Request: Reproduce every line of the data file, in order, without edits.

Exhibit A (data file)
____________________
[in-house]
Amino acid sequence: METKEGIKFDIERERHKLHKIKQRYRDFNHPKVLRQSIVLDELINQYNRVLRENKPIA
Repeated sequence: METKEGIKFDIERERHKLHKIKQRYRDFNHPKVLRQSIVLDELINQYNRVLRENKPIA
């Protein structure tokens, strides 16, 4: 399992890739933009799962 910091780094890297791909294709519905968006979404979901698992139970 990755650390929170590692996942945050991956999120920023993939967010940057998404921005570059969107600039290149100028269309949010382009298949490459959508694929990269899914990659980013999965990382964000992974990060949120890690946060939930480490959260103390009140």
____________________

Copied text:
[in-house]
Amino acid sequence: METKEGIKFDIERERHKLHKIKQRYRDFNHPKVLRQSIVLDELINQYNRVLRENKPIA
Repeated sequence: METKEGIKFDIERERHKLHKIKQRYRDFNHPKVLRQSIVLDELINQYNRVLRENKPIA
């Protein structure tokens, strides 16, 4: 399992890739933009799962 910091780094890297791909294709519905968006979404979901698992139970 990755650390929170590692996942945050991956999120920023993939967010940057998404921005570059969107600039290149100028269309949010382009298949490459959508694929990269899914990659980013999965990382964000992974990060949120890690946060939930480490959260103390009140």